Referring to FIGS. 3, 4 and 5, concavity 1111 as illustrated in FIGS. 1 and 2, is shown in greater detail in FIG. 4, the lower portion of the concavity adapted to contact a similar concavity 17 within the lower portions of hull 12, thereby providing two air pockets, one on each side of the concavity, separated longitudinally with coaxial ribs 15 and 16 adapted to serve as bulkheads, and separated laterally, by longitudinal ribs 14a and 14b located along centre line 14, ribs 141: and 14b being similarly adapted to serve as bulkheads. The outwardly inclined edge 20, of top deck 11, is adapted to be aligned axially, with outwardly inclined edge 21 of lower hull section 12, and having a suitable gasket material therebetween, for instance, rubber, are connected together by aluminum frame member 22, of substantially longitudinal channellike configuration, is adapted to be laid around the edges of the boat and encompass both edge 20 and 21 simultaneously, and rivet means and other connection means being located at suitable intervals along the channel to make a permanent watertight and airtight connection between the decks and permanent connection between the channel and the decks.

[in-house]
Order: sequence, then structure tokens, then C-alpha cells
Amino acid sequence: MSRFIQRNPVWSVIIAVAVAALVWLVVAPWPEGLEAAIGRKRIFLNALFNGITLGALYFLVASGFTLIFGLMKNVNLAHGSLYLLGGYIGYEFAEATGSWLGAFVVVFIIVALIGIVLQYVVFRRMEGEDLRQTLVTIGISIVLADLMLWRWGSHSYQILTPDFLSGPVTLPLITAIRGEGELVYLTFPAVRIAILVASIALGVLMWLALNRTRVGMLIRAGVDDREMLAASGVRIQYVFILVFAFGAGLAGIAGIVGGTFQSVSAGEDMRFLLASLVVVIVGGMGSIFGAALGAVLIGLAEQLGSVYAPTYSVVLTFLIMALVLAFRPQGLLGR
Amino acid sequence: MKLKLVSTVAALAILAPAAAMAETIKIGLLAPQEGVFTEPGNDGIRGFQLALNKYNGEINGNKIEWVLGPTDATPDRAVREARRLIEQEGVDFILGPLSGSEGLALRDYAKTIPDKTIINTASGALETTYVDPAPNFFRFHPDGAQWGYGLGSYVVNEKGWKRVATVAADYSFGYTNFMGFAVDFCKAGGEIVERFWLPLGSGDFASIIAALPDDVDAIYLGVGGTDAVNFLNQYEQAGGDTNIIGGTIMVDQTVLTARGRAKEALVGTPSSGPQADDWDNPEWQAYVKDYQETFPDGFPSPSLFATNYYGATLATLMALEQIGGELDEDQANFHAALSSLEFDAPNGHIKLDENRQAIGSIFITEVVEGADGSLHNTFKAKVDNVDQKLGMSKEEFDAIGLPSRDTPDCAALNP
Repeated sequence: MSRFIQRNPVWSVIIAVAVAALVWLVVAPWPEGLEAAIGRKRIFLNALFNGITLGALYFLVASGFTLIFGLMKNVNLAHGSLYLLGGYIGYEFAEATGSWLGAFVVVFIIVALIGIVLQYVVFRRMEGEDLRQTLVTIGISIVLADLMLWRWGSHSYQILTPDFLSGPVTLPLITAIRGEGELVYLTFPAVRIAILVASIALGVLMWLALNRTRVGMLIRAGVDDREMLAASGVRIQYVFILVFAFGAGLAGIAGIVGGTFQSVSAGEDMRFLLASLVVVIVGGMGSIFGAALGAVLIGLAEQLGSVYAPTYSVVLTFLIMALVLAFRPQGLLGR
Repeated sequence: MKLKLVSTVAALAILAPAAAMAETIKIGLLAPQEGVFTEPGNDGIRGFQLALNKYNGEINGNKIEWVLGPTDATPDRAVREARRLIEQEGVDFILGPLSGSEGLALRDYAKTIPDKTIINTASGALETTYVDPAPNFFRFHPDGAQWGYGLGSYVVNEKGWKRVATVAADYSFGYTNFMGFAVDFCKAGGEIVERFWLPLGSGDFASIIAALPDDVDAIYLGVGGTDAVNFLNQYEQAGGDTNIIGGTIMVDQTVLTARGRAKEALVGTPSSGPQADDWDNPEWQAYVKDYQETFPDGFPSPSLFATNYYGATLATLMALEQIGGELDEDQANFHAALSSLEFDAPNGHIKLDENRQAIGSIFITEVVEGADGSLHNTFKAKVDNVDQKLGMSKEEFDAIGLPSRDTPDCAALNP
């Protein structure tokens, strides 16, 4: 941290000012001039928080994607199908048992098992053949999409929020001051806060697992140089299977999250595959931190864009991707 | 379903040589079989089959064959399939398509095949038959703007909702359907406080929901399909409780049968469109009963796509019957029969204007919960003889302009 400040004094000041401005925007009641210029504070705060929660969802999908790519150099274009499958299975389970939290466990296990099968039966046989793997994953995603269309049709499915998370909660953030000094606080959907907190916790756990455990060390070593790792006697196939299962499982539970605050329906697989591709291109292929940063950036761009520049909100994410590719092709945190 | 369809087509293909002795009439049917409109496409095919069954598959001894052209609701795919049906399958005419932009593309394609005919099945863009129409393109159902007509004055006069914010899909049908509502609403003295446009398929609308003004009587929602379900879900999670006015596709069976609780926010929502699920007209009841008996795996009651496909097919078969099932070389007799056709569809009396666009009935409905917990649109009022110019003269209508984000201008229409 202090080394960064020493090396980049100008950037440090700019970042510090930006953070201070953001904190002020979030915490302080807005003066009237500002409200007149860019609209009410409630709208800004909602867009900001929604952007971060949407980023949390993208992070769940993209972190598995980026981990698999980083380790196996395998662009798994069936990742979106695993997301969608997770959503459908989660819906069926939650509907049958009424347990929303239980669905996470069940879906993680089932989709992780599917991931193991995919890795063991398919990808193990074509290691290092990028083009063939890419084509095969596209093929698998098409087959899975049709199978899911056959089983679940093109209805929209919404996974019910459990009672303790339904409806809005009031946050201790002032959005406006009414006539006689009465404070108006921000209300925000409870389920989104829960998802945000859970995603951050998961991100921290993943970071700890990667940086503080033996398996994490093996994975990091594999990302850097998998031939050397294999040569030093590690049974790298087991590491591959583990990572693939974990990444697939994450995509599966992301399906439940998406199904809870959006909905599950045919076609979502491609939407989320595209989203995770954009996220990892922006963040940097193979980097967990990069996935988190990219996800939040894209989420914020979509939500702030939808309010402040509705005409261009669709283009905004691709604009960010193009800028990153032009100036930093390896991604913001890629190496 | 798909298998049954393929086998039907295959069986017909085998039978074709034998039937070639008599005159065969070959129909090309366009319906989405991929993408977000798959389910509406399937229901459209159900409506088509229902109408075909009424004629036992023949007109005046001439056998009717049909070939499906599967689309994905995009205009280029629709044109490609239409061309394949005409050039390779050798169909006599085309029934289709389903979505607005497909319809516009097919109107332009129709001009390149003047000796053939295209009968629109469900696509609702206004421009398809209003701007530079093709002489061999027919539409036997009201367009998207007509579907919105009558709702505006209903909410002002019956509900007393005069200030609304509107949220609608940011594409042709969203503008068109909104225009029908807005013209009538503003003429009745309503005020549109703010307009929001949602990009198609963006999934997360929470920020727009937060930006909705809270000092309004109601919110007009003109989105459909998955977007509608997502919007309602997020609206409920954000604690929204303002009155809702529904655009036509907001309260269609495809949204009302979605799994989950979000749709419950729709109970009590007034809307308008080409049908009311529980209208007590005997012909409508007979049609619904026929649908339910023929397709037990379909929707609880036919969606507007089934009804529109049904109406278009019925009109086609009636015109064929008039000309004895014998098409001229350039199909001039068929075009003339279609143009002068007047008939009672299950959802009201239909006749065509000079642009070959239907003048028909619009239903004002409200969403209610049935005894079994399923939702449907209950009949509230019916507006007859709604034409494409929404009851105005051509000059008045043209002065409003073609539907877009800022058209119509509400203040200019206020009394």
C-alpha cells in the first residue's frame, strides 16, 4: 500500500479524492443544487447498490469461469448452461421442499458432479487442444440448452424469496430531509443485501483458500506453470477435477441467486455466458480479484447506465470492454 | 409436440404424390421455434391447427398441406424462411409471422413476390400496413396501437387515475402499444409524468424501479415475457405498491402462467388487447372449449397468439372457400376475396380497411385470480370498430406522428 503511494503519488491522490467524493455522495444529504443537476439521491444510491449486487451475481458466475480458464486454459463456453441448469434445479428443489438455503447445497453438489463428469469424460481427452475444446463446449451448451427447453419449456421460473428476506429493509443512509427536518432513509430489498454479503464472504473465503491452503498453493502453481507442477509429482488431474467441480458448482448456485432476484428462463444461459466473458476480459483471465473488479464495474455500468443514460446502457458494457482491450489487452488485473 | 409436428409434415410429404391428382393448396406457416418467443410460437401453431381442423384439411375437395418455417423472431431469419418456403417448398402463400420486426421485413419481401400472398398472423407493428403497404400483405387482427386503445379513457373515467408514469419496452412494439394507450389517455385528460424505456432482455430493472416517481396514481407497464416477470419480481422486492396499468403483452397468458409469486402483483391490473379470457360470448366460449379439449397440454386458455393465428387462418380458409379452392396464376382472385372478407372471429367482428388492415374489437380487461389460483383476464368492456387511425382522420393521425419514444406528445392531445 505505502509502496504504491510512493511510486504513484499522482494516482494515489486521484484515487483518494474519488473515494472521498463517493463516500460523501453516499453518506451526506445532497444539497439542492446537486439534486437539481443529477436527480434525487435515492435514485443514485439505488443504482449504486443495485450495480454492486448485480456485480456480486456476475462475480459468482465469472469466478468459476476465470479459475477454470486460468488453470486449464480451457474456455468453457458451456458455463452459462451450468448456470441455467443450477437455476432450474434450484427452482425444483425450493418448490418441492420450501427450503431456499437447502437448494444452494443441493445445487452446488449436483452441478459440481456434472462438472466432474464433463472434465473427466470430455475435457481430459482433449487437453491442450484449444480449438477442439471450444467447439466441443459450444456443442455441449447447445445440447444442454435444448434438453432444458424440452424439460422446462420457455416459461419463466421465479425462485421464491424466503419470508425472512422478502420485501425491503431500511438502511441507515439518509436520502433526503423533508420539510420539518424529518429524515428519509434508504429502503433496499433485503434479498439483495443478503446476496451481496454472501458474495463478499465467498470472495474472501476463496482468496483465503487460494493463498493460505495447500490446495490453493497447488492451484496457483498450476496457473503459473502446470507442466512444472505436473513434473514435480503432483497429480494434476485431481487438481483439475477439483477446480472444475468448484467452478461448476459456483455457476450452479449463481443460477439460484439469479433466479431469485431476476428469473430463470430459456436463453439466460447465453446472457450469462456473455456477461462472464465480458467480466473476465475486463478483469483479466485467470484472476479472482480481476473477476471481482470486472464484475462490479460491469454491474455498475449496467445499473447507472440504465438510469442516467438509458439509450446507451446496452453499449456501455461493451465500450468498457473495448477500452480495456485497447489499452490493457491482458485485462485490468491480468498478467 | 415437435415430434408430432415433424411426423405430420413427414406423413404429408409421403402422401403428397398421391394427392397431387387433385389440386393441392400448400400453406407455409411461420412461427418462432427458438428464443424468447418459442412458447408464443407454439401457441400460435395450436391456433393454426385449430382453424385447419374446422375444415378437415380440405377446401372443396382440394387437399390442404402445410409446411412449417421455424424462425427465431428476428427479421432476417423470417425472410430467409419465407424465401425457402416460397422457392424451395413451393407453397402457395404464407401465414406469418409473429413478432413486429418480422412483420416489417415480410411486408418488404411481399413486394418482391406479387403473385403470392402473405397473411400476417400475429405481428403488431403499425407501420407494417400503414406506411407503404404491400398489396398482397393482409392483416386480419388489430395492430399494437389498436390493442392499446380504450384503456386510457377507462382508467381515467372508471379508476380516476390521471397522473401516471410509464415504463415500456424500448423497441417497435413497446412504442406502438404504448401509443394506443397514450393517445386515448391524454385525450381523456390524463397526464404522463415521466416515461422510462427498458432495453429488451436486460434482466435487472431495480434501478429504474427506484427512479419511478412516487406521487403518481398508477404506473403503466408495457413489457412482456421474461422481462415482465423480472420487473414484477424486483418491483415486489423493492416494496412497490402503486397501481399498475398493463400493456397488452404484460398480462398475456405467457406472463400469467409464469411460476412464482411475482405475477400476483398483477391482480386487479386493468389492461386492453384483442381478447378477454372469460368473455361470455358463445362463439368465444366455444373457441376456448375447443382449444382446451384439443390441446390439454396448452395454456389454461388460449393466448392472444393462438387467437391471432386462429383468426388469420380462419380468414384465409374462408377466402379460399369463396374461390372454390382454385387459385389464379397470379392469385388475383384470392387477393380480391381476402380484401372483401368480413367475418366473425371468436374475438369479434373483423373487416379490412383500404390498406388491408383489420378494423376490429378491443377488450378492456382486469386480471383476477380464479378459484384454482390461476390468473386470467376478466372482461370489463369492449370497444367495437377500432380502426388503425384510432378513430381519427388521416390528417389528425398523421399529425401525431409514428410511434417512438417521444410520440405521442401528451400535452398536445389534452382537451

Referring to FIG. 6, an air valve 24, is shown in detail located in top deck 11, illustrated cross-sectionally, comprising substantially rubber grommets, having large diameter openings at the internal end thereof and small diameter openings at the external end thereof, thus substantially preventing the entry of water into the air pockets should the decks of the boat become awash, or the boat being overturned, but allowing a flow of air therethrough to compensate for a difference of pressure within the hull due to climatic changes.

The general design of the individual parts of the invention as explained above may be varied according to requirements in regards to manufacture and production thereof, while still remaining within the spirit and principle of the invention, without prejudicing the novelty thereof.

The embodiments of this invention in which an exclusive property or privilege is claimed are defined as follows: